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Michel Le Duc

‘I want to be able to grow the tomatoes of tomorrow while preserving the water resources that nature offers us’

More and more French greenhouse growers are researching new opportunities to decrease the water footprint of their operations. One of them is Michel le Duc, a French producer that cultivates greenhouse tomatoes in a high-tech greenhouse in Brittany. ‘I want to be able to grow the tomatoes of tomorrow while preserving the water resources that nature offers us.’

Reconsider water management
The longer, intense, and more frequent periods of drought during the summertime made grower Michel le Duc reconsider the water management on his farm. He saw the dependence on high-quality irrigation water for his crops increase. Since sustainable farm water management is also increasingly the topic of conversation among local policy makers, the grower started looking for water treatment solutions to make his business future-proof. Together with his local water-technical installer Premel Cabic, he researched a new solution to make optimal use of the available irrigation water and to recirculate irrigation streams as much as possible.

Safely re-use irrigation water
Because the cultivation of Michel le Duc takes place on substrate, most of the water flows are largely recirculated; the nursery applies a UV treatment to the drain water to keep the risk of diseases and pests to a minimum. In this way, the drain water, and the fertilizers it contains, can be reused, saving a lot of water and money. However, the reuse of drain water can lead to quality problems in the crop due to the increasing salt (sodium) content. When sodium levels in the recirculation stream reach critical levels, growers will normally flush away the drainwater and refresh this with new fresh water. Yet, due to increasing periods of draught and scarcity of high-quality fresh water, flushing away the water, and the costly fertilizers in it, is according to Michel le Duc no longer a sustainable option. Therefore, the grower decided to apply a new selective removal technique from Ridder which enables him to keep the buildup of sodium content under control and safely reuse even more drain water and fertilizers.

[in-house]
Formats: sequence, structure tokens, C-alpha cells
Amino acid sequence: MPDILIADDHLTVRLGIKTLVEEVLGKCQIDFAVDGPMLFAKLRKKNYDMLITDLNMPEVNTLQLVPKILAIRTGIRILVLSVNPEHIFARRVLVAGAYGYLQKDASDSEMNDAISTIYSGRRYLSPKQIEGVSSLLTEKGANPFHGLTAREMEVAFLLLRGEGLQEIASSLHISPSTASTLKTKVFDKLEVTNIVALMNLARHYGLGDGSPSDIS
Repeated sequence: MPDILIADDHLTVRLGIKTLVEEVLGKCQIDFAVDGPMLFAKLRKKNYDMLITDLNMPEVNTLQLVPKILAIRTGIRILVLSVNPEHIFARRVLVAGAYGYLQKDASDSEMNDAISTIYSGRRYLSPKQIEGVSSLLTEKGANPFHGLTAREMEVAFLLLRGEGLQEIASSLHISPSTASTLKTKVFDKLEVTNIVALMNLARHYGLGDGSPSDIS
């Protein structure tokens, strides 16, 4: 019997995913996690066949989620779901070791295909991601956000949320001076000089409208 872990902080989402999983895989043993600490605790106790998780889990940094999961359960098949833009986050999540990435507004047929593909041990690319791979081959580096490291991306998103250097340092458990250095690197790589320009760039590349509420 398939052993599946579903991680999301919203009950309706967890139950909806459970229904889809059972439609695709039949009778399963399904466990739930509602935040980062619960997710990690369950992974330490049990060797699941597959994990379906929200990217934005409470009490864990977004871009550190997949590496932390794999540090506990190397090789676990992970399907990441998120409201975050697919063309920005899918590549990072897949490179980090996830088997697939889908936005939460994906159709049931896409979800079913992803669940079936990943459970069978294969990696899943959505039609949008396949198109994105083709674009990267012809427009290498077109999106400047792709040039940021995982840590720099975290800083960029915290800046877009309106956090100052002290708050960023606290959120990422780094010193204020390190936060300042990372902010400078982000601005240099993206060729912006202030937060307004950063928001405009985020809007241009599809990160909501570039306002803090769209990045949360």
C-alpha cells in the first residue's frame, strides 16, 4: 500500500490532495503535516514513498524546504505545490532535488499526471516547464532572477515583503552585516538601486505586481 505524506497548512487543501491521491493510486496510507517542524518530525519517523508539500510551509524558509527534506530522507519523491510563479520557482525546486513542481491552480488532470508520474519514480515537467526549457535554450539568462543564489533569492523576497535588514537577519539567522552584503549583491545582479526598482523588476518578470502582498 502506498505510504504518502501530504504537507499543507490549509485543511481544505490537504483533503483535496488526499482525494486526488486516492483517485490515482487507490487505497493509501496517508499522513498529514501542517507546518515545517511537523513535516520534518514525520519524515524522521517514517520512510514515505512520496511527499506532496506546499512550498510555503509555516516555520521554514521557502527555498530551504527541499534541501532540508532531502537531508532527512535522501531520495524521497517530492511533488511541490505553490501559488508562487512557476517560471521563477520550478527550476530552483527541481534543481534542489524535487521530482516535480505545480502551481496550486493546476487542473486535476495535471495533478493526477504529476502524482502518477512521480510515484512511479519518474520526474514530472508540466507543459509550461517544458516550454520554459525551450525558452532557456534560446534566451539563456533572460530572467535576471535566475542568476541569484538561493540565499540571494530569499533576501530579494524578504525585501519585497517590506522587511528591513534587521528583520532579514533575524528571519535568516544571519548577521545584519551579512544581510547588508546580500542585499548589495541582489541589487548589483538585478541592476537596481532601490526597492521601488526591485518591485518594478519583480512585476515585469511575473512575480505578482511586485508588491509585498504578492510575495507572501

Zero-emission with Ridder NoNa+
Michel le Duc is one of the first growers to pioneer with the Ridder NoNa+ sodium removal system in France. The Ridder NoNa+ water treatment, that has been awarded with a Sival and GreenTech Innovation Award, uses a combination of a membrane with an electro-dialysis treatment to selectively remove the sodium from the drainwater. As the system only targets the sodium-ions for removal, all the other valuable contents of in the drainwater, such as fertilizers, are maintained and can be re-used in the cultivation system. With the Ridder NoNa+ growers like Michel le Duc are provided with a solution to increase drainwater recycling and minimize the water footprint. The solution is easy to integrate in existing situations and enables greenhouse growers to prepare their business for the future.

With the integration of a sodium-removal treatment in the water management system of the greenhouse company, Michel le Duc will be able to guarantee his customers with a continuous production of high-quality vegetables. Even in periods that his operation is subject to a long period of draught or water scarcity. In addition, the company anticipates future stricter laws and regulations, which aim to reduce the emission of residual water streams to the environment. But according to the grower, the overall resilience and a more sustainable production is key. ‘I want to be able to grow the tomatoes of tomorrow while preserving the water resources that nature offers us.’

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